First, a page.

Academic journal article Journal of Prenatal & Perinatal Psychology & Health

Fathers Reflect on Their Experiences of the Receipt of a Postnatal Diagnosis of Down Syndrome or Trisomy 21

Academic journal article Journal of Prenatal & Perinatal Psychology & Health

Fathers Reflect on Their Experiences of the Receipt of a Postnatal Diagnosis of Down Syndrome or Trisomy 21

Article excerpt

Abstract: This exploratory study investigated the experiences of fathers upon the postnatal news that their newborn babies had been given diagnoses of Down syndrome. Thirteen fathers were interviewed about their experiences of immediate postnatal support. Participants had biological children born with Down syndrome and interacted with the western medical community regarding the child's birth. Fathers often experienced the messengers of the news of a postnatal diagnosis of Down syndrome as insensitive and pessimistic. They felt strongly that hospitals should be more prepared, and that medical personnel should have better training for delivering a postnatal diagnosis of Down syndrome.

Keywords: Down Syndrome, Fathers, Postnatal Support

In the United States, approximately 400,000 families have a child with Down syndrome (DS), and about 6,000 babies (one in every 733) with Down syndrome are born each year (National Down Syndrome Society, n.d.). Of these, about 85% are diagnosed with DS postnatally (Skotko, 2005b).The manner in which medical professionals inform parents of the news that their newborn baby has been given a diagnosis of Down syndrome has a profound effect (either positive or negative) on the parent(s). The attitudinal beliefs of the messenger, most often the doctor, have a large effect on how that person delivers the news. Often parents readily recall every detail of how the news was delivered: where they were, what exact words were shared, the affect of the doctor, their own initial reactions, and whether or not resources were shared. Skotko (2005a; 2005b) researched the experience of mothers upon the receipt of the news that their newborn babies has been given diagnoses of Down syndrome. Skotko (personal communication, 6 July, 2007) suggested that similar research is needed on the experiences of fathers. This exploratory study adds to the literature by examining the experiences of 13 fathers upon the receipt of the news that their newborn baby had been postnatally given a diagnosis of Down syndrome.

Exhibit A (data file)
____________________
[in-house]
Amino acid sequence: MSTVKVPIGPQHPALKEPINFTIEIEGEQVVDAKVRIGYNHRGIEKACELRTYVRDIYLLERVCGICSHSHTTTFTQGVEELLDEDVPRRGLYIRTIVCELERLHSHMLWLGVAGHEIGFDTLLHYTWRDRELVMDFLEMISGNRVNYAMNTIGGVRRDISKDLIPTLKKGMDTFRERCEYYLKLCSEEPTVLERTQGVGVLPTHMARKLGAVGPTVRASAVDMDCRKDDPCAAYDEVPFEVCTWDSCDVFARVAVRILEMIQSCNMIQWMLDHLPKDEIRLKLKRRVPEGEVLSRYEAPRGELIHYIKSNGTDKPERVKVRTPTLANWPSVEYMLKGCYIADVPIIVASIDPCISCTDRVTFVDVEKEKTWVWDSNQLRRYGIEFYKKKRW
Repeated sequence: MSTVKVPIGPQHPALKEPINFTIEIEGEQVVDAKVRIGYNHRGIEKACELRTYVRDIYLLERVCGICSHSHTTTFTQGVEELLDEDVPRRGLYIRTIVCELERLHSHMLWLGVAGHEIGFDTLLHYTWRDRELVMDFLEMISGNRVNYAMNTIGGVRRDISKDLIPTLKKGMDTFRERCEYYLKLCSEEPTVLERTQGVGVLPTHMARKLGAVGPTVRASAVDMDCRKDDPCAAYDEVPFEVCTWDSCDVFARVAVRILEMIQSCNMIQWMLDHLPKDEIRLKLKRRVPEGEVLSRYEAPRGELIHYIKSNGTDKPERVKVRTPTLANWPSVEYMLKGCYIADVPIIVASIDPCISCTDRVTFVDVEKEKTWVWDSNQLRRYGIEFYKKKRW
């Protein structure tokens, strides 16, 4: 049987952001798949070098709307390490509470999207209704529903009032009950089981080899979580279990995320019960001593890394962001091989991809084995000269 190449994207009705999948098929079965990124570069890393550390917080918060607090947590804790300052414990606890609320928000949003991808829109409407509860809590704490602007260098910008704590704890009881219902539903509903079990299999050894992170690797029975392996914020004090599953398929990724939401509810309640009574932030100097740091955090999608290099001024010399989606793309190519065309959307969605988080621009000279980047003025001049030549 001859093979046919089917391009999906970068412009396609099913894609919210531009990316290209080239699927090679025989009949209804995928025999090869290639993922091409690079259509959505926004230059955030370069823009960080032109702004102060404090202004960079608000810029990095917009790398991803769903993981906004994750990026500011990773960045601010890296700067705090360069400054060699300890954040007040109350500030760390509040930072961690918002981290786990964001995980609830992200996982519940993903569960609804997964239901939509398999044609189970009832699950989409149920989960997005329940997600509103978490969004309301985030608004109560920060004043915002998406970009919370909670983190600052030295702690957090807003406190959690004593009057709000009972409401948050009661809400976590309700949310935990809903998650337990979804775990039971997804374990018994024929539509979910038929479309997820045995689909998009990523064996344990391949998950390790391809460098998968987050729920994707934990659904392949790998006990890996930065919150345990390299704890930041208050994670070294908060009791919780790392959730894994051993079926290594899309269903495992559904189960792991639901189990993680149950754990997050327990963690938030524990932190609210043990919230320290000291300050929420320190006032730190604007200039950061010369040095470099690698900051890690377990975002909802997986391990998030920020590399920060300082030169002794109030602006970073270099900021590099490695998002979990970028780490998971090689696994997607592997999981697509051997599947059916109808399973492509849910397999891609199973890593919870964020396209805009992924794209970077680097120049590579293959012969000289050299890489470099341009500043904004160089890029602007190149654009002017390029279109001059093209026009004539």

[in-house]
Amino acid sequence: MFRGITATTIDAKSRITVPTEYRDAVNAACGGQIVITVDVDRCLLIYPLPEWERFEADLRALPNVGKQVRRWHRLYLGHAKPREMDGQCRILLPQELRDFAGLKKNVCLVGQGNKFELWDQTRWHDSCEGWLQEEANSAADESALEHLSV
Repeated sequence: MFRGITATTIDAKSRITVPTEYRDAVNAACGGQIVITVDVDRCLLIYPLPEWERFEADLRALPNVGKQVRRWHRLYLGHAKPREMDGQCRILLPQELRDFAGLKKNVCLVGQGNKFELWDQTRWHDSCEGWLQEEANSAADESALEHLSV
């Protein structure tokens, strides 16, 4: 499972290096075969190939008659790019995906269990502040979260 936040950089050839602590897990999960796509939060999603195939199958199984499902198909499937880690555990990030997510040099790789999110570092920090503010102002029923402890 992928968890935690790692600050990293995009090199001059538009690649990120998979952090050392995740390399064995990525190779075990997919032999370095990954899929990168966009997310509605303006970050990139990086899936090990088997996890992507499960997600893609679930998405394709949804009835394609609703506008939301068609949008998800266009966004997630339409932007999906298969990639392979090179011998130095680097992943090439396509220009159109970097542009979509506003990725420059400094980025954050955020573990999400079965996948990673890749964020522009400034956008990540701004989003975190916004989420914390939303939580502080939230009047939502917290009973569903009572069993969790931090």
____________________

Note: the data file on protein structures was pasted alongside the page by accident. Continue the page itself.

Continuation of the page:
Background

What is DS?

Down syndrome occurs at conception, and is diagnosed before the child's birth about 15 percent of the time (Skotko, 2005b). Down syndrome results from the genetic formulation of three, rather than two, copies of the 21st chromosome. All people with Down syndrome experience some degree of cognitive delay. People with Down syndrome are also prone to certain medical problems such as congenital heart defects as well as hearing and respiratory problems (National Down Syndrome Society, n.d., U 1). Researchers are making great strides in identifying the genes on Chromosome 21 that cause the characteristics of Down syndrome. Many feel strongly that it will be possible to improve, correct, or prevent many of the problems associated with Down syndrome in the future (National Down Syndrome Society, n.d., U 1-12).

Parents' Experiences and Perspectives

Written accounts by fathers in the last 15 years on their experiences about how they felt upon the receipt of the news that their child was born with Down syndrome are few. Berube (1996) wrote about the 1991 birth of his son, Jamie. His reflections of his son's birth resonate with the experiences of many parents whose children were born within the last 15 years. Berube wrote,

James appeared within minutes, an unmoving baby of a deep, rich, purple hue, his neck wreathed in his umbilical cord. "He looks downsy around the eyes," I heard. Downsy? He looks stillborn, I thought. They unwrapped the cord, cut it, and gave him oxygen. Quickly, incredibly, he revived. No cry, but who cared? They gave him an Apgar score of 7, on a scale from 1 to 10. I remember feeling an immense relief. My wife was alive, my second child was alive, at the end of a teeth-grating hour during which I wondered if either of them would see the end of the day. Down syndrome seemed like a reprieve. Over the next half hour, as the nurses worked on James, and Janet and I tried to collect our thoughts, I realized I didn't know very much about Down's, other than that it meant James had an extra chromosome and would be mentally retarded. …

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